So, of late I am maxing out the use of non-prescription pain killers like acetaminophen and ibuprofen. So far they are working, but I can imagine that over time they might drop in effectiveness as this cancer in the bone drags on.

Anyway, I have to find a way to get through what might be two weeks before I obtain significant pain relief. Not a welcome prospect, but it appears the only option at this point.

I have a rare type of a relatively uncommon type of cancer, and it is behaving in ways that have surprised many doctors and confounded the specialists involved. I have no idea what to expect next in this process, save for croaking at some point in the future.

Maybe this has all been a prelude to something more horrific? Will I grow a thing out of my head and die clinging to the tip of a leaf, like this ‘zombie’ ant done in by a fungal colonization?

That would be a cool way to go, and given the unpredictable nature of this disease, one cannot rule out such a fate entirely perhaps. Sorta kidding….

Do I have at last weeks to live? Yes. Do I have months? Probably. Do I have years? Well, that remains a possibility, and that’s about all that can be stated with certainty. I no longer entertain the idea of decades laying ahead. Just being realistic and all.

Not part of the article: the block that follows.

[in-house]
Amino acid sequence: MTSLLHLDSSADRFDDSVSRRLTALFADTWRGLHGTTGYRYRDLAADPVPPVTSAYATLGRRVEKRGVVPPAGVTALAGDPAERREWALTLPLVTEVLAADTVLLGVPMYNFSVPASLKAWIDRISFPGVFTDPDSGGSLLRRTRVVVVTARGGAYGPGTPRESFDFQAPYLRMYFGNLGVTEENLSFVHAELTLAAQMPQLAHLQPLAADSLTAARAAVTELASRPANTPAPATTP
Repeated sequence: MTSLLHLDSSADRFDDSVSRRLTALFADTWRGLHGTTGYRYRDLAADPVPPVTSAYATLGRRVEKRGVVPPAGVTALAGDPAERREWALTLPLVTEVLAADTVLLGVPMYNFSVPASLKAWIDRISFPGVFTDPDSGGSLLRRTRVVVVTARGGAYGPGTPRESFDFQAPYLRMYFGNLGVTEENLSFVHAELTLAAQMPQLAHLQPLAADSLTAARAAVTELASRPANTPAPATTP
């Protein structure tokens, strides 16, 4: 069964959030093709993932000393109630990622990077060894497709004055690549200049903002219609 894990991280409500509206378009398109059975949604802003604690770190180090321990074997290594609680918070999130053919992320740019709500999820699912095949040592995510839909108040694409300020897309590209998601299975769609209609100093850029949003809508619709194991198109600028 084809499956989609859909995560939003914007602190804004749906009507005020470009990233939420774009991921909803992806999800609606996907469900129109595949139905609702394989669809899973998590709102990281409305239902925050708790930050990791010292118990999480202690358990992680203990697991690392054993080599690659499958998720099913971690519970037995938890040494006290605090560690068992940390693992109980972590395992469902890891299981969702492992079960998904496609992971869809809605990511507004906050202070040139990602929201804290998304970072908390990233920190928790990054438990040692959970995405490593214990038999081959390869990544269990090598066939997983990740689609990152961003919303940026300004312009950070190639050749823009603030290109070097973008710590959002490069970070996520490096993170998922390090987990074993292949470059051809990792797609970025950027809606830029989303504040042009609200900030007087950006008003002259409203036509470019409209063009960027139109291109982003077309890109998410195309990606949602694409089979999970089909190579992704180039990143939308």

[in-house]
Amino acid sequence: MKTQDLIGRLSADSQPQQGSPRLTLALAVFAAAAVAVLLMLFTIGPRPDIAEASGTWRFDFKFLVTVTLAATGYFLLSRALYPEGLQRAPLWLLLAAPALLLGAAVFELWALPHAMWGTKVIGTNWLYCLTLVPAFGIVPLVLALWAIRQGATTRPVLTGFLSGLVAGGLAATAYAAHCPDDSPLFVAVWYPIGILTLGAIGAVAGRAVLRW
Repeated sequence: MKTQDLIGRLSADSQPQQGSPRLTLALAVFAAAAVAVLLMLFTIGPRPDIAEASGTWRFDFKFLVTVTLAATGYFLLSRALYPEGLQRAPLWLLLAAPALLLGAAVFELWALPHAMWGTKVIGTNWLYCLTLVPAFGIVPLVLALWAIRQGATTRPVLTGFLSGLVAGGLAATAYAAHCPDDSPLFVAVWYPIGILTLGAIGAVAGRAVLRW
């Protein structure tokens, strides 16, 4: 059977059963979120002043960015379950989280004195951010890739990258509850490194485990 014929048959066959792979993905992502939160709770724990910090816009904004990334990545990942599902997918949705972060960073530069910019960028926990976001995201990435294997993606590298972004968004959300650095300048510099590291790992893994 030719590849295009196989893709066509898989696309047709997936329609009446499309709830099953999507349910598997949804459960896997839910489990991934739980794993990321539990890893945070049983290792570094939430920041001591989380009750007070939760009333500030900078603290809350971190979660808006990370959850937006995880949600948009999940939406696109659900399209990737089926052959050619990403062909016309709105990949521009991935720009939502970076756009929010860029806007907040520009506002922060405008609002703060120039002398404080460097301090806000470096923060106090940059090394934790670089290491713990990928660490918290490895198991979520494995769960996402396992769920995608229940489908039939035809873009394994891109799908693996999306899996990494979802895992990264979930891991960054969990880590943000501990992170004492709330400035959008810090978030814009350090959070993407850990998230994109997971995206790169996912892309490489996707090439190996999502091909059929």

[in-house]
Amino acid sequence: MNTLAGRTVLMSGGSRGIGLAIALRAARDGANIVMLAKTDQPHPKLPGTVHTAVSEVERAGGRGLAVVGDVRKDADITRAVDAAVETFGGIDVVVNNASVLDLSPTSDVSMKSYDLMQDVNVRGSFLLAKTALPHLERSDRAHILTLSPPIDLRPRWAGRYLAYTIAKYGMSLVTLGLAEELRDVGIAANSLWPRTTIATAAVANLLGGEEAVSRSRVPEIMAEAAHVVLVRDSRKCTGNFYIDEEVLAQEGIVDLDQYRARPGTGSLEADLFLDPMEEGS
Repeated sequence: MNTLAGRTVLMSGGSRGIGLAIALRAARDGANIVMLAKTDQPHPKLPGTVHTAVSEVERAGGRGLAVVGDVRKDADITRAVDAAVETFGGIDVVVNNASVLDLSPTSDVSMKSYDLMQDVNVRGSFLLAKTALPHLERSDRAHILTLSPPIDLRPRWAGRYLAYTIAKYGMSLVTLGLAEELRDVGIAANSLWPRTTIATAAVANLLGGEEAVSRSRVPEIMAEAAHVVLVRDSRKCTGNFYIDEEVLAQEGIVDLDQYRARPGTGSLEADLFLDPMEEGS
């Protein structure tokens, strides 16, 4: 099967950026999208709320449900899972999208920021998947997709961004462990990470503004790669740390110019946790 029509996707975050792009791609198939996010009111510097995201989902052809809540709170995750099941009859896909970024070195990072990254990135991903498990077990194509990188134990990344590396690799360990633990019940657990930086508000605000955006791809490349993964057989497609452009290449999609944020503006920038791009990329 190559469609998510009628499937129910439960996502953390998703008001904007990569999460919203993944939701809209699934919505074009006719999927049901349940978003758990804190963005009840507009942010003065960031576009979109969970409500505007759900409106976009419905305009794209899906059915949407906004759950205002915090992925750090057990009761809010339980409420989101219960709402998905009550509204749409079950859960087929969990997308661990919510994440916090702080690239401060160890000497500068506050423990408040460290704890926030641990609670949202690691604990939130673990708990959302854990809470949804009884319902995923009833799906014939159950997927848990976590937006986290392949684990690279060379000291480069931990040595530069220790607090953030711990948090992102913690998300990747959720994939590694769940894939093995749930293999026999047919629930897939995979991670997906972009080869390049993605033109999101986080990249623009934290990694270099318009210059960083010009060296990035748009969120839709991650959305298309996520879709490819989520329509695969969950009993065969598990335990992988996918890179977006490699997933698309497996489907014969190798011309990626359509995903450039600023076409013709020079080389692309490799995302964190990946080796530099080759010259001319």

I remember talking with friends over the question of “what would you do if you had x days/weeks/a year, etc., to live?” It’s a fun topic of conversation at a party. Depending upon where you are at in life, and what you have done, the answer to that question will vary widely among individuals. For me, the challenging aspect is that I don’t have a firm idea as to how long I have left. If a person had a week left, after all, they might do more drastic things than if they had significantly longer to live, I tend to think. How might ones plans change depending upon how much time one imagines one has?

I feel fortunate that I have had a diverse and rich life so far, and when it comes to any sort of ‘bucket list’, there are few items on it, and none requiring tremendous physical condition.

And of course, it’s not just how much time you have on this planet, it’s the quality of that time – how healthy are you, mentally and physically, if not spiritually? What if that is no longer predictable?